The “100% Parmesan Cheese” You’re Eating Might Contain Unacceptably High Levels of Wood Pulp

The “100% Parmesan Cheese” You’re Eating Might Contain Unacceptably High Levels of Wood Pulp featured image

Despite our best efforts to be healthy, the lure of pre-packaged food is sometimes just too great to turn down after a long day in the office. But there’s a serious food scandal going down right now that might change your mind and it’s affecting one of America’s most beloved products – Parmesan cheese.

Back at the end of 2012, the FDA launched an investigation into Castle Cheese Inc., a manufacturer that supplied products under the brand “Market Pantry” to top retailers like Target and Associated Wholesale, which resulted in evidence that the 100-percent Parmesan cheese products they claimed actually contain zero percent Parmesan cheese. Instead, the product is a mix of cheap alternatives such as cheddar, Swiss and mozzarella mixed with artificial cellulose, an anti-clumping agent made from wood pulp. According to Bloomberg, which broke the story, the president of Castle, Michelle Myrter, is scheduled to plead guilty to criminal charges this month and faces both prison time and a hefty fine.

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This may seem like an unfortunate case of one company engaging in cost-cutting criminal activities at the expense of their customers, but Bloomberg ran some lab tests on a variety of “100-percent” grated Parmesan and the results were unsettling to say the least.

Bloomberg’s test results found that Essential Everyday 100% Grated Parmesan Cheese, from Jewel-Osco, contained 8.8 percent cellulose, Wal-Mart’s Great Value 100% Grated Parmesan Cheese showed 7.8 percent, Kraft had 3.8 percent, and even Whole Foods’ 365 brand showed 0.3 percent, even though it wasn’t labeled. Spokespeople from each brand told Bloomberg that they were all investigating the findings.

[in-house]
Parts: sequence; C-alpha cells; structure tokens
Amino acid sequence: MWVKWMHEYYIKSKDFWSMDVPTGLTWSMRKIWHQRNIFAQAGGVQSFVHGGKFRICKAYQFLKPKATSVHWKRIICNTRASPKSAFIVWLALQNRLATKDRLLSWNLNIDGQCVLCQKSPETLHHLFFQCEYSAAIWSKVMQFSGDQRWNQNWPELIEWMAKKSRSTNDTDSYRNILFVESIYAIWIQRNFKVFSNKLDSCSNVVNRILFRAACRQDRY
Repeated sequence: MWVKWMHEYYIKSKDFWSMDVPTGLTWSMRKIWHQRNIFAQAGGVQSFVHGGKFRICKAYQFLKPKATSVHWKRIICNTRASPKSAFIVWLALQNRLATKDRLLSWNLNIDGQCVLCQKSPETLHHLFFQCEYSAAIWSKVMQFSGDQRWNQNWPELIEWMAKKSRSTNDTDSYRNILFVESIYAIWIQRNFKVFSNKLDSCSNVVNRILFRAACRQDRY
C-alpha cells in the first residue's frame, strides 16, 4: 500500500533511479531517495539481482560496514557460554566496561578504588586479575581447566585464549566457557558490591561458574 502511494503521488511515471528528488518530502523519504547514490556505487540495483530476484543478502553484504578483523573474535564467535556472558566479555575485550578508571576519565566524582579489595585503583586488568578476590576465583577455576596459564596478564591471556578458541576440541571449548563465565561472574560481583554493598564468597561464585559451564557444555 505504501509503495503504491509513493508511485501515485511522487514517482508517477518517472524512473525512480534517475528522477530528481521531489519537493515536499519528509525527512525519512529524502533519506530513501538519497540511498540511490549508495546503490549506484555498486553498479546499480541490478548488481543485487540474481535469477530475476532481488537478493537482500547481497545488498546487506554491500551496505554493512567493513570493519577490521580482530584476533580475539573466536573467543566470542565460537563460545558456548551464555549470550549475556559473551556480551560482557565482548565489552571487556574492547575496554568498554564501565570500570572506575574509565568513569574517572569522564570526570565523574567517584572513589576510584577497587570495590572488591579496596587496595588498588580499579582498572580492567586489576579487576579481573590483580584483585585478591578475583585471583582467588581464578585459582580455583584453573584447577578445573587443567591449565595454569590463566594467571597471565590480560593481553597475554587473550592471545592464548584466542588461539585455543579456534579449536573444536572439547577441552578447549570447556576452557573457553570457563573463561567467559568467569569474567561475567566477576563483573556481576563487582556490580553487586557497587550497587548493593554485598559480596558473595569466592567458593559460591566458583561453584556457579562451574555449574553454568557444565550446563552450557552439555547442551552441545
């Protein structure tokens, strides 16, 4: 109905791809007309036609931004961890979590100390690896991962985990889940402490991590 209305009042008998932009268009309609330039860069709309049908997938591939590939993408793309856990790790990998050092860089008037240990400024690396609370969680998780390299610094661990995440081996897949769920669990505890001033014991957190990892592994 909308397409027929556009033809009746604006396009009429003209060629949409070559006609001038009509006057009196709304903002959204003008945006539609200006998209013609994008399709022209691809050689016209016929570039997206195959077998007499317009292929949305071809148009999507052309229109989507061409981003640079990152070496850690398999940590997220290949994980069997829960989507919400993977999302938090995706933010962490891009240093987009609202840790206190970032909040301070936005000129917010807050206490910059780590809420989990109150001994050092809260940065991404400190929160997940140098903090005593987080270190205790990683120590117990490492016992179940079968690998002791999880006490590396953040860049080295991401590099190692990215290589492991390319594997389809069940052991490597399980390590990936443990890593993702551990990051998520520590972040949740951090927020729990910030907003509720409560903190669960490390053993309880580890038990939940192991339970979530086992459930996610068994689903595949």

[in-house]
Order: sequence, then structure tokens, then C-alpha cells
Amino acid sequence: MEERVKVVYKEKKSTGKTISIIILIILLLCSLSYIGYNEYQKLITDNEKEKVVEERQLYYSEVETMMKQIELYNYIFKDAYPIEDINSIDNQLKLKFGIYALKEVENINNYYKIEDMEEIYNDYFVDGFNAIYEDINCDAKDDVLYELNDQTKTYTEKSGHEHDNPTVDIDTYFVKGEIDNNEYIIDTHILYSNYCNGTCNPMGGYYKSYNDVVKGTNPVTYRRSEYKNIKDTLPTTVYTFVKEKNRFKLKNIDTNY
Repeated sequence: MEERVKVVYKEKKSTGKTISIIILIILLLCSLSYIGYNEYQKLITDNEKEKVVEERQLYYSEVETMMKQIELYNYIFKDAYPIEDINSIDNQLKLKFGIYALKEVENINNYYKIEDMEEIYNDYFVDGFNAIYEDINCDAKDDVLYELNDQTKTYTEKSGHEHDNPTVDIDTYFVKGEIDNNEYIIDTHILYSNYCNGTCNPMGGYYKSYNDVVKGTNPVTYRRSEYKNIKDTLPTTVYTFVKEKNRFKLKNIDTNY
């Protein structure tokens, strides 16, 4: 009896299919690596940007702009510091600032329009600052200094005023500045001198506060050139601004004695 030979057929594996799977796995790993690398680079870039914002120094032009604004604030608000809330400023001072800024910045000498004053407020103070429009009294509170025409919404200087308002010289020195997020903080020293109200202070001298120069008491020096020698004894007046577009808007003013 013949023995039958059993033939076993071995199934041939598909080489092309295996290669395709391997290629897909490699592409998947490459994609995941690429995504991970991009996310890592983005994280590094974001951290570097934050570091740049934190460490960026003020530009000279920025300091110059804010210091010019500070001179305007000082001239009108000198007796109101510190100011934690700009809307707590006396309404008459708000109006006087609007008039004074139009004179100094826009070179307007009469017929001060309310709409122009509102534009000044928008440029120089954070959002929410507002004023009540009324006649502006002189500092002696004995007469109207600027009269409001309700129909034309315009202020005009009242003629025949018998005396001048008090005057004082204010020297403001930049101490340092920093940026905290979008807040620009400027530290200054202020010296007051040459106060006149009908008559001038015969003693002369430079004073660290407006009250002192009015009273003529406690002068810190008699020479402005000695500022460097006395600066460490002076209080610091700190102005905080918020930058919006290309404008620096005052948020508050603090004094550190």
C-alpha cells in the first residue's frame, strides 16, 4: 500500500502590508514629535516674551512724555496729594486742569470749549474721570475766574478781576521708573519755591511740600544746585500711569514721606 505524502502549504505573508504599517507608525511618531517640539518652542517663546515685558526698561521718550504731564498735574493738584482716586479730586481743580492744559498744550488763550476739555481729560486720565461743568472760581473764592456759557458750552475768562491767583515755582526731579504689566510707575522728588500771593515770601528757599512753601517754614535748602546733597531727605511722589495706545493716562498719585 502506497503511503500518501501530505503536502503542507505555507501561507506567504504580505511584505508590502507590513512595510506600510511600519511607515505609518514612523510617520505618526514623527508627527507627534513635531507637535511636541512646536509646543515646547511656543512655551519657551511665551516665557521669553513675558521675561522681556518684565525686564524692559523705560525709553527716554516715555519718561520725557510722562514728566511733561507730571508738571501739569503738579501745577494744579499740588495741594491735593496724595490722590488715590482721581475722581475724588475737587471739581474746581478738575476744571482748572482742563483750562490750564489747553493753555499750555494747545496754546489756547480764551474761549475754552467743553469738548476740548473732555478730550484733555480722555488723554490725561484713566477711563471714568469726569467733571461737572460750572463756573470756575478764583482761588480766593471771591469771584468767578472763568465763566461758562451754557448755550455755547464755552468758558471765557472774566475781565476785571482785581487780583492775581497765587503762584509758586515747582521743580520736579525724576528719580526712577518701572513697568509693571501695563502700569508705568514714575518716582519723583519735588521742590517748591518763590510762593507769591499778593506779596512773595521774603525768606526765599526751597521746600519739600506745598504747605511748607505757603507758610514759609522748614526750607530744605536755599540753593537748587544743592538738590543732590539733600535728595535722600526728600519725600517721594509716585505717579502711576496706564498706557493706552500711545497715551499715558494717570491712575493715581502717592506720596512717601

“Cellulose is a naturally present polysaccharide found in plant cell walls,” says Jess Cording, a New York–based registered dietitian. “The FDA views it as generally safe for human consumption, so it may be found as a texturizing agent, stabilizer or filler. Though a little may not be acutely harmful, humans lack the enzyme to digest it, so GI discomfort may be a concern.” The acceptable guideline, however, is that cellulose can make up 2–4 percent of a food product.

Josh Axe, author of Eat Dirt, adds, “People who eat a variety of fruits and vegetables eat cellulose on a daily basis, but the problem occurs when synthetic cellulose is added to fiber supplements or to processed foods to improve their texture. This cellulose doesn’t have the nutrients that naturally occurring cellulose does, and they can actually wreak havoc on the digestive system.”

“Sadly, mislabeling of foods—or food companies selling products that aren’t exactly what they seem—is quite common,” says Axe. “Along with this recent Parmesan cheese scandal, maple syrup, olive oil and salmon are some of the most common cases of food fraud in the US. Aside from the fact that consumers are typically paying a premium, and thus, wasting money on foods that aren’t what they claim, many of these products are quite healthy in pure form, so consumers who believe they are making the healthiest choices could actually be inadvertently damaging their health. As an example, olive oil is an amazing heart-healthy fat that fights free radicals and boosts brain health. But, many conventional olive oils are actually laced with inflammatory, artery-clogging and genetically modified canola oil.”

“When shopping for commonly mis-lableled foods, first do your research,” Axe continues. “As an example, olive oil has a tendency to go rancid, so it is best to store it in a cool, dark place—and that’s also why the best brands are sold in dark bottles. If your olive oil is sold in a clear bottle and has a beige tint like a regular vegetable oil, it probably is. I also recommend paying attention to price when shopping. Sure, we all like to get a good deal at the grocery store, but when it comes to your health, you really can’t afford to cut corners. The best high-quality products are going to cost a little bit more, but you can typically trust what you’re buying.”

And to be the safest? “I’d encourage shoppers to whenever possible, seek out whole, minimally processed foods to make up most of their diet,” advises Cording.

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